The Walter Reed Army Medical Center staff is preparing to move this summer to Fort Belvoir in Fairfax County and National Naval Medical Center in Bethesda, as part of the Base Realignment and Closure. Luana Kiandoli has worked at Walter Reed since 1980 as a medical technician. She reflects on her three decades at the 102-year-old institution.
Luana Kiandoli began her career in science with the military in the 1960s, working in the labs for the Women’s Army Corps.
Kiandoli, 68, is now Walter Reed Army Medical Center’s chief medical technologist in the nephrology department. After 30 years with WRAMC, she said she is used to seeing young people return from war but added, “It’s nothing that’s easy to get used to seeing.”
When serving with the Army Corps, she recalls working in a lab at Fort Hood, Texas and seeing soldiers preparing for the Bay of Pigs invasion.
“That was kind of frightening,” Kiandoli said. She added, “It was the first time I saw a group of troops … actually going to war.”
She tears up when she talks about the wounded warriors she sees now at WRAMC.
“I think there’s a disconnect between what happens here and what people see on the outside and hear on the outside,” Kiandoli said.
“Even though they get a lot of care, these kids really do get hurt,” she said. “And war is not something that really hits home until you see something like that.”
When she started working at Walter Reed in 1980, Kiandoli said she was stepping into an organization seeped in a “history of discrimination.”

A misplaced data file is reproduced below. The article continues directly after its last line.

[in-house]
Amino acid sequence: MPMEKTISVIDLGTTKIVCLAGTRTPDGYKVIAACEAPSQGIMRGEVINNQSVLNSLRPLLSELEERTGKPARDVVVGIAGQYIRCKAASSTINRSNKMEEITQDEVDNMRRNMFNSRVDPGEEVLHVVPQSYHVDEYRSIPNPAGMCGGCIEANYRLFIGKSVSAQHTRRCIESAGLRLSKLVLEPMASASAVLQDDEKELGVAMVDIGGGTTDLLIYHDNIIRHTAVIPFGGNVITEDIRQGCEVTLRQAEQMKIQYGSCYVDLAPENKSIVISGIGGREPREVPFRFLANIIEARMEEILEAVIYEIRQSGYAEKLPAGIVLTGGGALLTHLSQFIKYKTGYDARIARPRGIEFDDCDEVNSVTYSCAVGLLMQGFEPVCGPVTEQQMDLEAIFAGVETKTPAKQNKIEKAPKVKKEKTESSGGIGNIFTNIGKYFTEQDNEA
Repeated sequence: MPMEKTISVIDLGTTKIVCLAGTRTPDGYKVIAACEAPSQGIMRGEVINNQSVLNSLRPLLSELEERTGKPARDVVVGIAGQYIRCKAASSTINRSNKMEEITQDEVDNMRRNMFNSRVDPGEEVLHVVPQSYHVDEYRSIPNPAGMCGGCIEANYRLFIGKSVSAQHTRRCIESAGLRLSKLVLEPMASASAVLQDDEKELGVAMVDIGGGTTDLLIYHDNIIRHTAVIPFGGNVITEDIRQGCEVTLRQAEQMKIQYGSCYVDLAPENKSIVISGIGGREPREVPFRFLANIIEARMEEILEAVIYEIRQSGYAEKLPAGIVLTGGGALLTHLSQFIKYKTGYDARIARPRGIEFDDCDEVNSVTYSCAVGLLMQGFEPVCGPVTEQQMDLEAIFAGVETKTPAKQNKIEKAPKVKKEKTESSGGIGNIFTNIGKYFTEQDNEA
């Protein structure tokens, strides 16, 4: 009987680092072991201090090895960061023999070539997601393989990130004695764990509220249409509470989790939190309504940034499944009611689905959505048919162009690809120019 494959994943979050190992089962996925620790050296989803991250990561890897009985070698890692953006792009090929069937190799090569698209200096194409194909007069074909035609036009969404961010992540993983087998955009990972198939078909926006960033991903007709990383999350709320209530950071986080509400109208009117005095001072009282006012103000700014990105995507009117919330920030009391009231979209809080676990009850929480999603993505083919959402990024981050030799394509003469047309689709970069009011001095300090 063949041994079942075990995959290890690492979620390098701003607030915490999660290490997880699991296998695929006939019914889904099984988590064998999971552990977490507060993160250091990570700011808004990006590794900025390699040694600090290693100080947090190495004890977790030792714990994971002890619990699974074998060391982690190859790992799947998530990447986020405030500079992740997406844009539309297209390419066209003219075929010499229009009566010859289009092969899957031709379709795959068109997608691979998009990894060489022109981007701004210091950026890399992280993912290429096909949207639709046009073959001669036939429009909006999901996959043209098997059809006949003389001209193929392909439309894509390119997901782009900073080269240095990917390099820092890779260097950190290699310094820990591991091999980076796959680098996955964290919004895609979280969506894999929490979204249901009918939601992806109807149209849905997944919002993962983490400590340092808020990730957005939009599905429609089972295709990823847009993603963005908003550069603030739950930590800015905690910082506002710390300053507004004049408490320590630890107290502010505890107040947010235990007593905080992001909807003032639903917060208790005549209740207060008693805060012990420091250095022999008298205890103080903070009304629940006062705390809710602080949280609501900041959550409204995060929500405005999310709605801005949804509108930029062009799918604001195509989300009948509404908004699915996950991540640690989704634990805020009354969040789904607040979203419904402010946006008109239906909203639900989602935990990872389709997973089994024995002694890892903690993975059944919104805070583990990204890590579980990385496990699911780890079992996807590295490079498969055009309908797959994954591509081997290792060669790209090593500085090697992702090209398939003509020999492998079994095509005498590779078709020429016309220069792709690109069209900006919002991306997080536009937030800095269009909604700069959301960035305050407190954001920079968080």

But Kiandoli said she was still drawn to work at the medical center for its strengths in microbiology, parasitology and tropical disease.
“My specialty was tropical disease,” said Kiandoli, who had graduated at the top of her class for the study of intestinal and blood parasites at the Centers for Disease in Control in Atlanta.
Kiandoli was hired to work in WRAMC’s microbiology department but was instead assigned to the hematology department, where she said the “grunts” worked. All of the microbiology staff consisted of Caucasians, while the the hematology staff was “99.9 percent African American,” she said.
Kiandoli had worked at the State Department and the World Bank. She had taken on supervisor roles. She said she felt overqualified for the job.
In the six years she worked in hematology, Kiandoli also worked overtime to “keep competent” in other areas before moving into her current department.
In her current role, Kiandoli also oversees and mentors medical residents and fellows. Over the decades, she has helped organize cultural events, serving on the center’s first ethnic committees.
Before Sept. 15, Kiandoli will start working at the National Naval Medical Center in Bethesda, (renamed Walter Reed National Military Medical Center Bethesda Maryland).
Kiandoli expressed her displeasure, saying the move will be “very disruptive.”
She said she is most concerned about lab space. Currently she has full reign over a lab with three long counters with microscopes, a refrigerator and other equipment she shares with the medical fellows and students.
“I think there’s probably a need for the services to be consolidated,” she said. “I just personally wouldn’t like to see it happen so soon.”